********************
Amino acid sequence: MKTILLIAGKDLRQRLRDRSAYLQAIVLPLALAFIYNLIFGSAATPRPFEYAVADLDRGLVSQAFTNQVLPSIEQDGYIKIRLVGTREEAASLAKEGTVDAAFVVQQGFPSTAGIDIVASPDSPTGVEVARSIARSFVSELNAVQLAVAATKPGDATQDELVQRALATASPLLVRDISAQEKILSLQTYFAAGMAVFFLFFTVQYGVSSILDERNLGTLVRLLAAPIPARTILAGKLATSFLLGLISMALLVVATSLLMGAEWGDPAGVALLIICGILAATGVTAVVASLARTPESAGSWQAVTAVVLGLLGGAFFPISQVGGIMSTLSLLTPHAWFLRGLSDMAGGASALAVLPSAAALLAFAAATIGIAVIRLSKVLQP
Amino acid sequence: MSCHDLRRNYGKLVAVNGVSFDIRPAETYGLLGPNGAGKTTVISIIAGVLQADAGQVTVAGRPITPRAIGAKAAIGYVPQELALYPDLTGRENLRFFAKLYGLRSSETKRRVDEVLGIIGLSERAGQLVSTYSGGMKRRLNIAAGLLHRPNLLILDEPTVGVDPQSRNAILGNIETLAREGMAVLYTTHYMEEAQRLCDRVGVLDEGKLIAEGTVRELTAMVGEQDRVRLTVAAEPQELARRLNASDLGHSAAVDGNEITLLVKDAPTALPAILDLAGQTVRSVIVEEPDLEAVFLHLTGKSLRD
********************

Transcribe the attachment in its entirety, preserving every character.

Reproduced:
Amino acid sequence: MKTILLIAGKDLRQRLRDRSAYLQAIVLPLALAFIYNLIFGSAATPRPFEYAVADLDRGLVSQAFTNQVLPSIEQDGYIKIRLVGTREEAASLAKEGTVDAAFVVQQGFPSTAGIDIVASPDSPTGVEVARSIARSFVSELNAVQLAVAATKPGDATQDELVQRALATASPLLVRDISAQEKILSLQTYFAAGMAVFFLFFTVQYGVSSILDERNLGTLVRLLAAPIPARTILAGKLATSFLLGLISMALLVVATSLLMGAEWGDPAGVALLIICGILAATGVTAVVASLARTPESAGSWQAVTAVVLGLLGGAFFPISQVGGIMSTLSLLTPHAWFLRGLSDMAGGASALAVLPSAAALLAFAAATIGIAVIRLSKVLQP
Amino acid sequence: MSCHDLRRNYGKLVAVNGVSFDIRPAETYGLLGPNGAGKTTVISIIAGVLQADAGQVTVAGRPITPRAIGAKAAIGYVPQELALYPDLTGRENLRFFAKLYGLRSSETKRRVDEVLGIIGLSERAGQLVSTYSGGMKRRLNIAAGLLHRPNLLILDEPTVGVDPQSRNAILGNIETLAREGMAVLYTTHYMEEAQRLCDRVGVLDEGKLIAEGTVRELTAMVGEQDRVRLTVAAEPQELARRLNASDLGHSAAVDGNEITLLVKDAPTALPAILDLAGQTVRSVIVEEPDLEAVFLHLTGKSLRD